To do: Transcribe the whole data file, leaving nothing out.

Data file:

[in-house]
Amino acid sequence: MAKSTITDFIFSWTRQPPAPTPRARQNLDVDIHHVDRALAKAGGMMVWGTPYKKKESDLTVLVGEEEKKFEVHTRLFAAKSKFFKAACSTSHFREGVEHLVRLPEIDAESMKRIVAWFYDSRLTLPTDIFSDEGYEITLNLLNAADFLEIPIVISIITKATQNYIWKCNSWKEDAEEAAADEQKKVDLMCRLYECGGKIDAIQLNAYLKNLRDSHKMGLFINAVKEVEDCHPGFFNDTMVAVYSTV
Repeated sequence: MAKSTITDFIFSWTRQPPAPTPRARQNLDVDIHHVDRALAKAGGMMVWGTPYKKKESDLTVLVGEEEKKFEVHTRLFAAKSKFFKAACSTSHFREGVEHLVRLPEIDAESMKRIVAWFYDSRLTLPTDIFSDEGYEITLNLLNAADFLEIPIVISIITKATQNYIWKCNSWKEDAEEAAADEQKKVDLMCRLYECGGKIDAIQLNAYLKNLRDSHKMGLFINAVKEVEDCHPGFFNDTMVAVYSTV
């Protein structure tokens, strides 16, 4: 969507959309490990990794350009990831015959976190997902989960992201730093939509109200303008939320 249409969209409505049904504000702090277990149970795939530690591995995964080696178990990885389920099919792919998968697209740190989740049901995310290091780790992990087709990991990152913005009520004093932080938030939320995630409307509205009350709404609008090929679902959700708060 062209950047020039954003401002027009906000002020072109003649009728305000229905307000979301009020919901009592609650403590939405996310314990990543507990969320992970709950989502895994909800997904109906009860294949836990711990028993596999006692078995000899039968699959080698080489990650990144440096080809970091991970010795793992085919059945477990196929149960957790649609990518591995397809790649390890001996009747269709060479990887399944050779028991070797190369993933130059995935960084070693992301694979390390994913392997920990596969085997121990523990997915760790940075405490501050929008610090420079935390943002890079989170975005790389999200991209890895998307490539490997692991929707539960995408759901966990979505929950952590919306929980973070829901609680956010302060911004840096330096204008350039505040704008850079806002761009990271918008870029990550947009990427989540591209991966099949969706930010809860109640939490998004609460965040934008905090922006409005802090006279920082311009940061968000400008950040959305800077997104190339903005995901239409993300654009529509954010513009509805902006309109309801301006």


[in-house]
Amino acid sequence: MAKSTITDFIFSWTRQPPAPTPRARQNLDVDIHHVDRALAKAGGMMVWGTPYKKKESDLTVLVGEEEKKFEVHTRLFAAKSKFFKAACSTSHFREGVEHLVRLPEIDAESMKRIVAWFYDSRLTLPTDIFSDEGYEITLNLLNAADFLEIPIVISIITKATQNYIWKCNSWKEDAEEAAADEQKKVDLMCRLYECGGKIDAIQLNAYLKNLRDSHKMGLFINAVKEVEDCHPGFFNDTMVAVYSTV
Repeated sequence: MAKSTITDFIFSWTRQPPAPTPRARQNLDVDIHHVDRALAKAGGMMVWGTPYKKKESDLTVLVGEEEKKFEVHTRLFAAKSKFFKAACSTSHFREGVEHLVRLPEIDAESMKRIVAWFYDSRLTLPTDIFSDEGYEITLNLLNAADFLEIPIVISIITKATQNYIWKCNSWKEDAEEAAADEQKKVDLMCRLYECGGKIDAIQLNAYLKNLRDSHKMGLFINAVKEVEDCHPGFFNDTMVAVYSTV
């Protein structure tokens, strides 16, 4: 969507959309490990990794350009990831015959976190997902989960992201730093939509109200303008939320 249409969209409505049904504000702090277990149970795939530690591995995964080696178990990885389920099919792919998968697209740190989740049901995310290091780790992990087709990991990152913005009520004093932080938030939320995630409307509205009350709404609008090929679902959700708060 062209950047020039954003401002027009906000002020072109003649009728305000229905307000979301009020919901009592609650403590939405996310314990990543507990969320992970709950989502895994909800997904109906009860294949836990711990028993596999006692078995000899039968699959080698080489990650990144440096080809970091991970010795793992085919059945477990196929149960957790649609990518591995397809790649390890001996009747269709060479990887399944050779028991070797190369993933130059995935960084070693992301694979390390994913392997920990596969085997121990523990997915760790940075405490501050929008610090420079935390943002890079989170975005790389999200991209890895998307490539490997692991929707539960995408759901966990979505929950952590919306929980973070829901609680956010302060911004840096330096204008350039505040704008850079806002761009990271918008870029990550947009990427989540591209991966099949969706930010809860109640939490998004609460965040934008905090922006409005802090006279920082311009940061968000400008950040959305800077997104190339903005995901239409993300654009529509954010513009509805902006309109309801301006």